To worship together, to fellowship together. But may this story remind us of the mission to which we have been called. May we be reminded that those of us who are recipients of God’s sovereign grace must declare this good news with others.
Many believed in him because of this woman’s testimony. “He told me all that I ever did.” “Now, the Samaritans asked Jesus to stay with them for two days.
Now she is with him. Many believed because of his word. Verse 42, “They said to the woman” who now appears in the final verse of this narrative, the Samaritans said to the woman, “It is no longer because of what you said that we believe. We have heard for ourselves and we know that this indeed is the Savior of the world.”
Indeed friend, maybe you have been invited to this conference this week by someone who knows and loves and trusts Jesus Christ, but you don’t know him for yourself. Here is a reminder that you cannot get to heaven on someone else’s testimony.
You must believe for yourself. Or, as Jesus said to Nicodemus, “You must be born again.” You must trust the good news that Jesus is the Savior of the world.
Jew, Greek, Samaritan, he’s the Savior of the world. Rich or poor, black or white, he is the Savior of the world. When Adam and Eve sinned in the garden, God covered them with coats of skin, yes?
Later, at the Passover, as death hit the homes of the Egyptians and slaughtered the firstborn, those who had blood on the doorpost were covered from death.
On the Day of Atonement, the high priest would make an offering for the nation of Israel, covering them in atoning blood. You missed it. I think I went through that too fast.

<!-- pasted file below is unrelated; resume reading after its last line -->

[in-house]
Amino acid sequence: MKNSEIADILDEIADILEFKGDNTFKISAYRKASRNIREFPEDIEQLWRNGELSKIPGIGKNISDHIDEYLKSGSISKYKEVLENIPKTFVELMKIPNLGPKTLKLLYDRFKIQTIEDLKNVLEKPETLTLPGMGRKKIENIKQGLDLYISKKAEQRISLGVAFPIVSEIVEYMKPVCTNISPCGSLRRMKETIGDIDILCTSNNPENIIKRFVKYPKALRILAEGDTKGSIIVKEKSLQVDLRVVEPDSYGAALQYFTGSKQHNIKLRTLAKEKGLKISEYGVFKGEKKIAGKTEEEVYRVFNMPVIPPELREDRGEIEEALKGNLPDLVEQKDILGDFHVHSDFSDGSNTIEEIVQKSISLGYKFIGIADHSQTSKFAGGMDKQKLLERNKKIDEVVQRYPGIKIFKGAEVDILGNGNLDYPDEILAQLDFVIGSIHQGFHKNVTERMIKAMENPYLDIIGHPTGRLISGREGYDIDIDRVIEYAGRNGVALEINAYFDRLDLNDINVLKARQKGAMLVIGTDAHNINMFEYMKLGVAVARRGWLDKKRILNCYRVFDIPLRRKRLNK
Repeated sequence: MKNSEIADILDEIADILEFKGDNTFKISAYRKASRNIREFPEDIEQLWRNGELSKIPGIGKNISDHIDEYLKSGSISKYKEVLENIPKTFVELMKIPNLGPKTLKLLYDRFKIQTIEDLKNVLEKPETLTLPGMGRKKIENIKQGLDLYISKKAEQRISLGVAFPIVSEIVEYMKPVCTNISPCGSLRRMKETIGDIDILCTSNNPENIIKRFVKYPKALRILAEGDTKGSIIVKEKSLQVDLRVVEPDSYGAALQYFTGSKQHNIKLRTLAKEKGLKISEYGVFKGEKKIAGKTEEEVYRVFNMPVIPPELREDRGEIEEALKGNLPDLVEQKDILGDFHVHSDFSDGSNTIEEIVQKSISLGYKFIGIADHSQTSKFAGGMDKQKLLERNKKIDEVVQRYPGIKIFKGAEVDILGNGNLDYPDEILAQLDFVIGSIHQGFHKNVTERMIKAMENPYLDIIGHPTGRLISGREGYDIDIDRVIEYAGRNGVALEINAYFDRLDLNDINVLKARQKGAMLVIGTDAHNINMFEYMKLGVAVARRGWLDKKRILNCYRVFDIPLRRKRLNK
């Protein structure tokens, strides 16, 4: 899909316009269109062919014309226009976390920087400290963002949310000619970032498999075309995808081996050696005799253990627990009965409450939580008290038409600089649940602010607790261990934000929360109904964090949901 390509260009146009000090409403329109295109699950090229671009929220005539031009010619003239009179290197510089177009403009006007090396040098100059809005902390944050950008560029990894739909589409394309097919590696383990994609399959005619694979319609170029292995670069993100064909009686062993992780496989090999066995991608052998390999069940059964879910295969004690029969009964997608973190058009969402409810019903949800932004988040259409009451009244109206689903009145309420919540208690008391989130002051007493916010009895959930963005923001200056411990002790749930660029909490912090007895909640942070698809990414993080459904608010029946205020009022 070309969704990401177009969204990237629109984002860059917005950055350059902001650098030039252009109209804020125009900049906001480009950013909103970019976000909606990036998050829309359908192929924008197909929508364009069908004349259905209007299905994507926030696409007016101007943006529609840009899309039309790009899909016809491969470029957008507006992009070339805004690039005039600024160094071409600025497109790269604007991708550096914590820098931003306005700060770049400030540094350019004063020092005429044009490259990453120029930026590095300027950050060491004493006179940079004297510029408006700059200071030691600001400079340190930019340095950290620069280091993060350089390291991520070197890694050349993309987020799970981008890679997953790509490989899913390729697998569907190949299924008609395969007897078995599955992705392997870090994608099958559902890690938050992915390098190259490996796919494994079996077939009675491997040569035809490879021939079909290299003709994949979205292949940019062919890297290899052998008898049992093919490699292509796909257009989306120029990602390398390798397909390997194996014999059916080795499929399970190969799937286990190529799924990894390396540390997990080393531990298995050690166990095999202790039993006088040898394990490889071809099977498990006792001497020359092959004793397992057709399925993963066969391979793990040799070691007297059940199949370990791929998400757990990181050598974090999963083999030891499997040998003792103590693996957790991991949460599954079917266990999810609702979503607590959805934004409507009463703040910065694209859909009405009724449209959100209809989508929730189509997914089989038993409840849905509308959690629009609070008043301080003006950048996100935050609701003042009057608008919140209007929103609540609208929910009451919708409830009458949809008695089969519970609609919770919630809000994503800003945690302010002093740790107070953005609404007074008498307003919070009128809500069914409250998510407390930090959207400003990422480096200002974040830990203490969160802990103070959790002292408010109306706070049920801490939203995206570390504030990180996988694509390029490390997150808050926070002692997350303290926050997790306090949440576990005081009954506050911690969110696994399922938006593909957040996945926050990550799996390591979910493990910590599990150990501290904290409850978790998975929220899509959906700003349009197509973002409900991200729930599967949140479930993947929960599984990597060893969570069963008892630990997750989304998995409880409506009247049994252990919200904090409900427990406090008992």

God starts out with one lamb per person, then one lamb in the Passover per household. Then on the day of the Atonement, one lamb for the whole nation. But when John saw Jesus coming, he declared “Behold the Lamb of God who takes away the sins of the whole world.”
Jesus is the Savior of the world.
Let us pray. Father, thank you for your word. Thank you for its truth, its wisdom and its authority. Thank you for the gift of your Son who is the Christ, the Son of the living God. Thank you for your amazing grace that offers eternal life to all who believe in him. Thank you for the incarnation of Christ and ultimately his crucifixion and resurrection, by which you have reached us who were far away, and drawn us to yourself by your sovereign grace.
Thank you that you have called us to join the mission of Christ, to be his agents in the world, to make disciples of all the nations, baptizing them in the name of the Father and of the Son and of the Holy Spirit and teaching them to observe all that Christ has commanded us. We praise you Father, that the one who has all authority in heaven and on earth is with us to the end of the age. We praise you for it. In Jesus’ name, Amen.